Luxury Spending Is Back in Vogue (At Least for Now)

by: Wall Street Strategies

by Brian Sozzi

I remember at the height of the stock market's meltdown in September 2008 hearing many opine that luxury goods sales would hold up no matter what (think how silly this sounds in hindsight). In 2009, the debate shifted to whether luxury goods sales were likely to be down on the mat for an extended period, say 10 plus years. Now, the debate has shifted once again.

By most accounts, conspicuous consumption on the part of the well-to-do has roared back. People that had high-paying jobs in 2008, 2009, and in 2010, but were afraid to spend or felt guilty spending on a Louis Vuitton bag while others were financially suffering, are pulling out their credit and debit cards with little hesitance. I have borne witness to the disregard for saving during my various trips to the malls, observing strong traffic in the shoe department at Nordstrom (NYSE:JWN), the use of plastic at the Louis Vuitton shop in Macy's (NYSE:M), and throngs of people browsing the watch counters at department stores.

Aspirational shoppers, those that extracted money from their homes in the midst of the housing boom to buy five pairs of designer jeans and two Dolce & Gabbana handbags, remain on the outside looking into the resurgence. I suspect they will continue to be like a kid with their faces pressed up against the window for a while.

My anecdotal evidence rose to the surface in the recent financial results from LVMH (OTCPK:LVMUY) and Burberry (OTCPK:BURBY). Yes, part of the results from such stalwarts of the luxury goods departments are derived from easier year over comparisons to when demand plain stunk. However, like I always say, a comparison is only easy if conditions in the current quarter are improved. In this case, consumer demand has improved in the U.S. and continues to be at breakneck rate internationally. Traffic is firmer. Pricing is firmer.

So as an investor, is there a way for you to cash in before the slowdown I expect in sales and margin growth in 2011 (resulting from tougher comparisons to 2010 and higher costs for transportation, leather, gold, silver, etc.)? On October 26, Coach Inc. (NYSE:COH) will announce its fiscal 1Q11 financial results. It's my view that Coach will handily beat consensus EPS estimates (consensus: $0.55; WSS: $0.59), estimates that have not budged much since early August in spite of improved traffic to mall-based specialty stores and inventory replenishment at department stores.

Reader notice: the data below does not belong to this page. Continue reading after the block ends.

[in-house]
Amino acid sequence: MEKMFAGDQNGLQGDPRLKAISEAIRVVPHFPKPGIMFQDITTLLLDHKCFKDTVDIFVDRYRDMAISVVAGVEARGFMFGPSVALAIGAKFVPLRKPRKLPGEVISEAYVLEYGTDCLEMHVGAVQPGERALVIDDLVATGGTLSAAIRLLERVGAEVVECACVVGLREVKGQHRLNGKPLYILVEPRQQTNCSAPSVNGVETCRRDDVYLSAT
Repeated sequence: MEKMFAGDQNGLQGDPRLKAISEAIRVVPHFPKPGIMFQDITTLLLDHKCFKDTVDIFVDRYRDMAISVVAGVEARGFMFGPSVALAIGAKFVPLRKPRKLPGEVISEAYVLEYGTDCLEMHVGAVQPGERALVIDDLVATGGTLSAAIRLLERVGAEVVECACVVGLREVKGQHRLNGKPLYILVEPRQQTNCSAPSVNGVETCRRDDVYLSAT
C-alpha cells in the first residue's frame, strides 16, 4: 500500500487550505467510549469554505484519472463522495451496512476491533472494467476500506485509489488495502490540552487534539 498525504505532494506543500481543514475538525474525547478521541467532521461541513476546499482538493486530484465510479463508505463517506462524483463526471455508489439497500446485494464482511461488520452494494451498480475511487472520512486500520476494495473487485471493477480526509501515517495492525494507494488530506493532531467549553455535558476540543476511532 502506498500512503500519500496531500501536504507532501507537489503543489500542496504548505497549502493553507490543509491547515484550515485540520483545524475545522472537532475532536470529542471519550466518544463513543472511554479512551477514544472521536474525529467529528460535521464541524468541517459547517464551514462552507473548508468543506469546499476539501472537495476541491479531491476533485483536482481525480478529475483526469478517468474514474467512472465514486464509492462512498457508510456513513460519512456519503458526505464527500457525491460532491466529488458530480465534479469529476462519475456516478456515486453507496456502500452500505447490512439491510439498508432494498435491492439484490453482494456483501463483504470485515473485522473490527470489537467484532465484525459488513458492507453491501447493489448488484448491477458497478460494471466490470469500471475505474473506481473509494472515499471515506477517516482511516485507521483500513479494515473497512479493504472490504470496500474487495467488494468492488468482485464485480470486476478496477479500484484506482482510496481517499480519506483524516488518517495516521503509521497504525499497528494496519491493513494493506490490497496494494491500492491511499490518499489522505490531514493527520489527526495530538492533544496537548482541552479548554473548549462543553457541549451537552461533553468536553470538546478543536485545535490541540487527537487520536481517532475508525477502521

Whether Coach raises its FY11 EPS guidance to not only factor in a 1Q11 beat, but also cautious optimism on the holiday quarter, is the million dollar question. I presume Coach will refrain from partaking in the typical retail executive exuberance, though the aforementioned earnings from LVMH and Burberry (in addition to earnings from airlines) hint that the global thirst for luxury goods is alive and kicking. In particular to Coach, I derive at the conclusion that the market may "sell the news" on Coach next week given the stock's three-month rally, which would represent a buying opportunity in my view as investors are likely to see the following in the 1Q11 numbers:

  • Nicely positive North American full-price comps on the back of prior year comparison dynamics, scattered signs of firmer pricing in mall shop in shops and online, and better demand.
  • Turn in U.S. wholesale sales amid inventory re-stocking (prior year was highlighted by de-stocking).
  • Increased importance of China to Coach, where a big push is underway to open stores in FY11 (30 planned).
  • Sourcing favorability, supported by Coach's diversified manufacturer base.

Wildcard is Japan, a market that continues to be challenging for retailers and constitutes 20% of Coach's annual revenues.

I am reiterating a Buy recommendation on Coach and hiking the 12-month price target to $52.00 from $48.00. The stock is valued at a P/E multiple of 16.1x my FY11 EPS estimate; though this is above the three-year mean, for a company with a multiple levers at its disposal to drive upside to consensus earnings it's a compelling valuation. Moreover, with growth rates have cooled off at Coach relative to years gone by, I think Coach is open to continuing to loosen its earnings retention rate, mixing in share repurchases with dividend increases. A new share repurchase plan must not be ruled out for FY11.